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Here's a Very Long Answer.

November 9 2004 at 6:59 PM
E. Schlimmer  (Login ESchlimmer)

Response to First Recorded Ascents?

I did some research and came up with these first ascents. My sources were the Waterman’s amazing “Forest and Crag” and my “Thru Hiker’s Guide to America.” These two books are built on many, many sources.

1. Mt Washington, NH: Darby Field and two Indian guides. 1692. (Ibid)

2. Mt Marcy, NY: Emmons, Hall, Redfield, Henderson, Torrey, Ingham, Cheney, and Holt. August 5, 1837, 10:00 am. (Ibid)

3. Mt Mansfield, VT: Ira Allen, Baker, and survey party. Summer 1772. They actually reached the "Adam's Apple," which is 4,060 feet, but probably climbed to the true summit for a better view of Allen's recently acquired land. (Ibid)

4. Mt Greylock, MA: Probably Timothy Dwight. 1799. (Waterman)

5. Mt Frissell, CT: Perhaps Timothy Dwight. 1781. He was reported to be on Mt Everett to the north of the CT highpoint. (Waterman)

6. Mt Katahdin, ME: Charles Turner Jr. and survey party. August 13, 1804, 5:00 pm. (Waterman)

Concerning Northeast peaks, there is little chance that Indians reached the tops prior to hunters, climbers, and surveyors (the primary first ascentionists of the Northeast’s 3,000 and 4,000-footers). The main reason being that there was more to do in life than hike up big peaks. Nomadic movement, warfare, family obligations, hunting, and gathering being some core activities.

"The Native Americans who were in this region before the European settlers reportedly had little to do with the higher mountains. No trace of trails to summits, no cairns, or any other evidence of climbing the bigger peaks was found. For the Indians these mountains had no practical uses. They could not be farmed. The upper elevations were rarely frequented by game. Routes of travel usually avoided ups and downs where possible and clearly kept away from thick, stunted, coniferous forests of higher reaches." (Waterman).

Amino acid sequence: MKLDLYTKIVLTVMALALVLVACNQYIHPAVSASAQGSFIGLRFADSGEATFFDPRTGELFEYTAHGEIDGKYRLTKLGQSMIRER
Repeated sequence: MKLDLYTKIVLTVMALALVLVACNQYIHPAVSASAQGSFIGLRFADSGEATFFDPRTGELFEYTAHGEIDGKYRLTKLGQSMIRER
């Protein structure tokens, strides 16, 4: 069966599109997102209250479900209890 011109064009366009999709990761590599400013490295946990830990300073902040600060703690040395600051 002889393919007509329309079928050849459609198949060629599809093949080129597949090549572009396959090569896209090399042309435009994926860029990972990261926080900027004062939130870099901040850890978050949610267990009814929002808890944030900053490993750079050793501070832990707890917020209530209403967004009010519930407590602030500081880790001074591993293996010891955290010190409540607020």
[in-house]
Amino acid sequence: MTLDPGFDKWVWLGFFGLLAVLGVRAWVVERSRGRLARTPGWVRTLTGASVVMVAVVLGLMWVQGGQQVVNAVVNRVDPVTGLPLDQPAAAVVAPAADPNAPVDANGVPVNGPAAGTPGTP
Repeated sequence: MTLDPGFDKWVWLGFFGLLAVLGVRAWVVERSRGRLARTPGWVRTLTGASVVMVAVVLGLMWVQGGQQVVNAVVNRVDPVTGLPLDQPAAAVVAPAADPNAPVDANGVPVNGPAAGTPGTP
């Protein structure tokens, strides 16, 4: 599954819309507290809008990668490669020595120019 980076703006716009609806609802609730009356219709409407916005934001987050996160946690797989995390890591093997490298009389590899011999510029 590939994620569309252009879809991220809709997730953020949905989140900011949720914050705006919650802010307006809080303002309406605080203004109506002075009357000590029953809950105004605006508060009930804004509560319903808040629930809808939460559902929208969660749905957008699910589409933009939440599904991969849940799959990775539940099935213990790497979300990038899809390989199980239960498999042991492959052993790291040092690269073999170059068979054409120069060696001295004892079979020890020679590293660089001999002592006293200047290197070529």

7. Humphreys Pk, AZ: “The first recorded ascent of the peak was prior to 1900, but it’s likely Native Americans reached the top well before that time, since the Sinugua Indian culture lived in present day Flagstaff prior to the year 1000. Luckily no one attempted to climb the peak way back in time, when the San Francisco Peaks comprised one huge mountain that might have been 20,000 feet tall.” (Schlimmer)

8. Mt Whitney, CA: “This dramatic granite peak, described by the early Sierra Nevada mountaineer Clarence King as looking “like the prow of an ocean steamer,” received its first recorded ascent in 1873 by three fishermen, of all people. The first ski descent from the exact summit was made by Paul Arthur and Larry Yout in 1958. (Schlimmer)

9. Mt Mitchell, NC: “Mitchell may have been the first person to summit Mount Mitchell in 1835 after viewing it from nearby Big Butt (5,940 feet). The good doctor had his doubters though, and in 1855 an intense controversy ensued between Dr. Mitchell and Senator Thomas Clingman (who has two southern high peaks named for him) over whether Mitchell did in fact summit the highest peak east of the Mississippi. In June 1857, still in the heat of dispute while on a third expedition to the summit, Mitchell unfortunately fell to his death at a forty-foot waterfall, now called Mitchell Falls (with no pun intended).” (Schlimmer)

10. Mt Rainier, WA: “Mt Rainier was possibly first summited in 1855, but many regard 1870 as the year of the first successful ascent. Mount Rainier's first winter ascent was completed in 1922 by Jacques Bergues and Jean & Jacques Landry.” (Schlimmer)

I hope this helps you out, Steve and all others. I’d be very interested to hear if someone is attempting to assemble a list of first recorded ascents and first probable ascents for the 50 highpoints. It's all very interesting to me at least. –E. Schlimmer

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